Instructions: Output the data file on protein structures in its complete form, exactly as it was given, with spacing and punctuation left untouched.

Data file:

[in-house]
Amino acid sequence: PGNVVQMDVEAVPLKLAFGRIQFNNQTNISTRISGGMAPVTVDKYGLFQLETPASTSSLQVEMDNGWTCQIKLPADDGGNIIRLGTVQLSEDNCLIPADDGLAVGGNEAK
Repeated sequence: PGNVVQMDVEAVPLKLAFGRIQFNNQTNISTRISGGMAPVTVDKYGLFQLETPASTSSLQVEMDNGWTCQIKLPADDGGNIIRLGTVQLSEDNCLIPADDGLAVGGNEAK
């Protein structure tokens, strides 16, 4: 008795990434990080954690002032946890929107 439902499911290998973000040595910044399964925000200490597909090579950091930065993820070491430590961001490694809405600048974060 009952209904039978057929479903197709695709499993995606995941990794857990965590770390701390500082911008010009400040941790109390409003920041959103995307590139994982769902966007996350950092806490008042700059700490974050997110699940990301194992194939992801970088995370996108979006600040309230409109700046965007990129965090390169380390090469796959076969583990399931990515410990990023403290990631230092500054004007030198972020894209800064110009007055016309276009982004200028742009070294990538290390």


[in-house]
Amino acid sequence: PGNVVQMDVEAVPLKLAFGRIQFNNQTNISTRISGGMAPVTVDKYGLFQLETPASTSSLQVEMDNGWTCQIKLPADDGGNIIRLGTVQLSEDNCLIPADDGLAVGGNEAK
Repeated sequence: PGNVVQMDVEAVPLKLAFGRIQFNNQTNISTRISGGMAPVTVDKYGLFQLETPASTSSLQVEMDNGWTCQIKLPADDGGNIIRLGTVQLSEDNCLIPADDGLAVGGNEAK
């Protein structure tokens, strides 16, 4: 008795990434990080954690002032946890929107 439902499911290998973000040595910044399964925000200490597909090579950091930065993820070491430590961001490694809405600048974060 009952209904039978057929479903197709695709499993995606995941990794857990965590770390701390500082911008010009400040941790109390409003920041959103995307590139994982769902966007996350950092806490008042700059700490974050997110699940990301194992194939992801970088995370996108979006600040309230409109700046965007990129965090390169380390090469796959076969583990399931990515410990990023403290990631230092500054004007030198972020894209800064110009007055016309276009982004200028742009070294990538290390």